After Glass, here’s a definitive ranking of every M Night Shyamalan film
From his stunning breakout film, The Sixth Sense, to his latest, the trilogy capper Glass, here’s a ranking of every film directed by M Night Shyamalan.
The twists and turns that M Night Shyamalan’s career has taken are befitting a man who has made a name for himself for pulling the rug out from under our feet. Once the bright-eyed wunderkind destined to take over his hero, Steven Spielberg’s mantle, Shyamalan was all but written off after a series of critical disasters.
Glass, his trilogy capper almost 20 years in the making, finds him at his most plodding. Instead of transporting his fans back to when they first became admirers of his, Glass feels like an afterthought; a strange superhero movie that is happier listening to its characters talk than watching them do anything, a film whose ‘grand finale’ teases an epic showdown between its three characters, and instead settles for a parking lot brawl.
For years, the excuse Hollywood made for the box office underperformance of Unbreakable, Shyamalan’s Sixth Sense follow-up, was that it was way ahead of its time, offering an insider’s look at a culture that was still very niche. Almost 20 years and 20 Marvel movies later, we are currently in a Golden Age of Superhero Movies, and Shyamalan, unfortunately for him, has fallen behind.
Regardless of the film’s quality, Glass is expected to become the first blockbuster of 2019, but here’s a fun fact: most of his films are box office successes, even the bad ones.
So with all of us up to date on our M Night, here’s a look back at his films, starting from worst to best.
As a fierce Shyamalan apologist – you’ll find out why soon enough – this was the film which made me cut all ties. After Earth is a dull, plodding science-fiction movie that doubles as a prominent reminder that nepotism isn’t a Bollywood thing. Based on a story idea by Will Smith, After Earth is a shameless vehicle for his son, Jaden (who hasn’t starred in a film since). After the disastrous The Last Airbender, the most common advice most people hurled at Shyamalan was that he should perhaps consider directing someone else’s script, which he did. It didn’t work.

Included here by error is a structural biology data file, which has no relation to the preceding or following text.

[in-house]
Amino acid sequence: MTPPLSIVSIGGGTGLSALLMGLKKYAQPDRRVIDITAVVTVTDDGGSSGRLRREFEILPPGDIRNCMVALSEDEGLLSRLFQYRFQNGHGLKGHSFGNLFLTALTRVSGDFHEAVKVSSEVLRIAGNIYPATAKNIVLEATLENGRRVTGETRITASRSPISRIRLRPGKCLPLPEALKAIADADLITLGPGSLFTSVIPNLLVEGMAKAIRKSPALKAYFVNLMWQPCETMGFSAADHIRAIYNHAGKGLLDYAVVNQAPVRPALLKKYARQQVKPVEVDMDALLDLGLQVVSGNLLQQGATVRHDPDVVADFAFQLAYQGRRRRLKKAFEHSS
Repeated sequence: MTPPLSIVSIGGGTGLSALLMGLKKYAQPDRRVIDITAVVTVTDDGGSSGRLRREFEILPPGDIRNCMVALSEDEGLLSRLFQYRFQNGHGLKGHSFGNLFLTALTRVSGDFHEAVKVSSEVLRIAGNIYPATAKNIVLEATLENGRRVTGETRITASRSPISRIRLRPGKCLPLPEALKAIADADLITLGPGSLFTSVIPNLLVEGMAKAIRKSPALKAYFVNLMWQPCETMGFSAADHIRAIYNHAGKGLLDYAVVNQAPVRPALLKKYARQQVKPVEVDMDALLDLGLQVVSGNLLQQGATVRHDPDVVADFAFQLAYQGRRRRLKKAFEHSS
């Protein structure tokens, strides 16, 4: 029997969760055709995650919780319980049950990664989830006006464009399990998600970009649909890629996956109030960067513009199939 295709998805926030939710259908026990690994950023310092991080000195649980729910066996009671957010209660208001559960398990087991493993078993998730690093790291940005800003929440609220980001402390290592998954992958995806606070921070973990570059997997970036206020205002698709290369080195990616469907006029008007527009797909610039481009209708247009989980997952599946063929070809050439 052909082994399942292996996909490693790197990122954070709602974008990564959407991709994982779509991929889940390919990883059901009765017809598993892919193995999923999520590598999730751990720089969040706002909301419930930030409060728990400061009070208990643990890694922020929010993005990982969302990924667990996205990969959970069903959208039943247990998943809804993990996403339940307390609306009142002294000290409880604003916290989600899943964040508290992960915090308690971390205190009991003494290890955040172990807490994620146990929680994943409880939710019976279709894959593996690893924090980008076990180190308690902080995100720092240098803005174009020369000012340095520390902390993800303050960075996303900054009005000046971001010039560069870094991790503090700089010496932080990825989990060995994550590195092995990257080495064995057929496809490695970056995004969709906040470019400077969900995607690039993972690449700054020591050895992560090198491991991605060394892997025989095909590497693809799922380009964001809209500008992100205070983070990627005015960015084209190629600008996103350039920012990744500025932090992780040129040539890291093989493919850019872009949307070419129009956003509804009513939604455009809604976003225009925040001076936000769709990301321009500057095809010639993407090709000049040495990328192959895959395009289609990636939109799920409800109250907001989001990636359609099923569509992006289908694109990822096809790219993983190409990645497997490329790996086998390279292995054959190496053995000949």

Every Shyamalan completist must make it their life’s mission to track down his first film. If nothing else, Wide Awake serves as a serviceable introduction to the aesthetic and themes he will later become famous for, such as faith and spirituality. It is also without doubt, besides Stuart Little (which he wrote), the oddest film in his filmography.
Lady in the Water
While it is commonly acknowledged that Shyamalan’s downfall began with The Village in 2004, it was in fact his 2006 fantasy-drama, Lady in the Water that sank his career (at least for a while). It is a showcase for his worst tendencies as a filmmaker – self-indulgence, poor writing, all riddled with delusions of grandeur.
If you think about it, had Shyamalan maintained a stronger hold on the film’s tone, it could’ve played like a cousin to A Quiet Place, with which it shares many similarities. But thanks to Mark Wahlberg’s asinine performance, and Shyamalan’s mind-numbing self-seriousness, The Happening deserved to be as widely mocked as it was.
Glass is undone by its laughably inept final act, which squanders a solid hour-and-a-half of engrossing, and unexpected drama. Set mostly inside closed spaces - perhaps a refection to its three lead characters, all of whom are trapped within themselves and the mental facility at which they’re kept – Glass is a rather unique superhero movie, one that favours psychology of these characters over flashy action.